The Office of Personnel Management is conducting an aggressive branding campaign and launching a testing facility for new technologies and flexible working arrangements to recruit talented workers, Director John Berry said on Monday.
Berry told attendees at Government Executive's Excellence in Government conference in Washington that he has assembled what he called a "cool team" to work on branding federal service. Led by Matthew Collier, special assistant to the director and a business graduate of Stanford University, the team is interviewing 100 people from all political persuasions and walks of life to gather information on public attitudes toward government and federal employees.
After these interviews, OPM will hire a marketing firm to incorporate that process into a more traditional branding approach to "bring the cool to life and repolish public service," Berry said.
"We can do a lot better; branding is a science," he said.
The federal government has a lot to leverage in building its brand, Berry noted. He said he uses his own experience to help college students and other prospective feds understand the opportunities a government job can provide.
"I am just an average kid. I am the first generation in my family to go to college.… I have stood on the North Pole, I have stood at the South Pole, I have been on every continent, up the Amazon and down the Nile, and all of that through federal service," Berry said. "It is an amazing place that allows you to do good for people."
OPM also is working to combat both the myth and reality of a government slow to adopt new technologies. The agency is establishing an innovation lab in the basement of its Washington headquarters to test technologies, unique workspace configurations and other flexible workplace tools. The lab, which Berry expects to launch this summer, will study options for employees outside the traditional desk, chair and cubicle model.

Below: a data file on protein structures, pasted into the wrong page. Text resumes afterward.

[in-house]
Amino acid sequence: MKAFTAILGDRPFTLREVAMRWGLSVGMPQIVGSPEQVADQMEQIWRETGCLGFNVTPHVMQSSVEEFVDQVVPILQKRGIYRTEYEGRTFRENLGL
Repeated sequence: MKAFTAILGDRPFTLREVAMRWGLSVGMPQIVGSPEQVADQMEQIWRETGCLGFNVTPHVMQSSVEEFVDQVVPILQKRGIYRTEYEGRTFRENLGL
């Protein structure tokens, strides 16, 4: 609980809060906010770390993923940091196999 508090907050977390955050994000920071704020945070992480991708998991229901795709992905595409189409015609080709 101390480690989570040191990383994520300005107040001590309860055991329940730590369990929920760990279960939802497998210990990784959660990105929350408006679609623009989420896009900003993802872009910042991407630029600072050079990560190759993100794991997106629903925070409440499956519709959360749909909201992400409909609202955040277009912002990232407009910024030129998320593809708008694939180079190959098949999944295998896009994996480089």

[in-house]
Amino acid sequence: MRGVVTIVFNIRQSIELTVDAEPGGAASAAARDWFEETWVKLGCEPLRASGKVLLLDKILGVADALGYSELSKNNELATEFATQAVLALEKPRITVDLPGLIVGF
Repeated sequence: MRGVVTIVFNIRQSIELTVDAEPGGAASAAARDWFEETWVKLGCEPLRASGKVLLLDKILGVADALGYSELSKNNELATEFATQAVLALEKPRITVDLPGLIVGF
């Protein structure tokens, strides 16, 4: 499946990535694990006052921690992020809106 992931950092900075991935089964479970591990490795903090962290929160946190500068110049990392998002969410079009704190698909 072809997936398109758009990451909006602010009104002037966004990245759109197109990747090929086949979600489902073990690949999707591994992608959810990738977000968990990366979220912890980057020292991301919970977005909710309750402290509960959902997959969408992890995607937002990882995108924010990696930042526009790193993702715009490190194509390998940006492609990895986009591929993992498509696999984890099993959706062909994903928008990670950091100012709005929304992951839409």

"A lot of people like working standing up; some people might not want a chair at all," Berry said. "Give them what they want, is what my view is. We don't have to have to buy one cookie cutter for every federal employee. Let's test as much flexibility and let people buy what they want to buy and create their own work environment."
Berry said he also is making progress on the hiring reform front, working individually with agencies to negotiate a suitable solution. He said he has been surprised by the level of support for much-maligned elements of the process, such as statements of knowledge, skills and abilities.
"If you had told me a year ago that there would be defenders of the KSA essays… but sure enough, the closer we got to actually doing this, the KSA defenders came out of the woodwork," Berry said.
OPM has been working to get hiring reform signed off on by the agencies since December, and Berry said they are now in the final review phase. He is hopeful that a final reform plan -- including a shift from KSAs to a resume-based system -- will land on President Obama's desk soon.
This shift would allow government to take advantage of the well-oiled process the private sector has developed to evaluate resumes.
"The private sector has spent billions developing assessments and how to evaluate talent of resumes," Berry said. "The government hasn't been able to access or use this stuff because we've been in our own bubble world. When we move to resumes, we'll be able to access this stuff off the shelf that, with minor modifications, will fit into the federal system."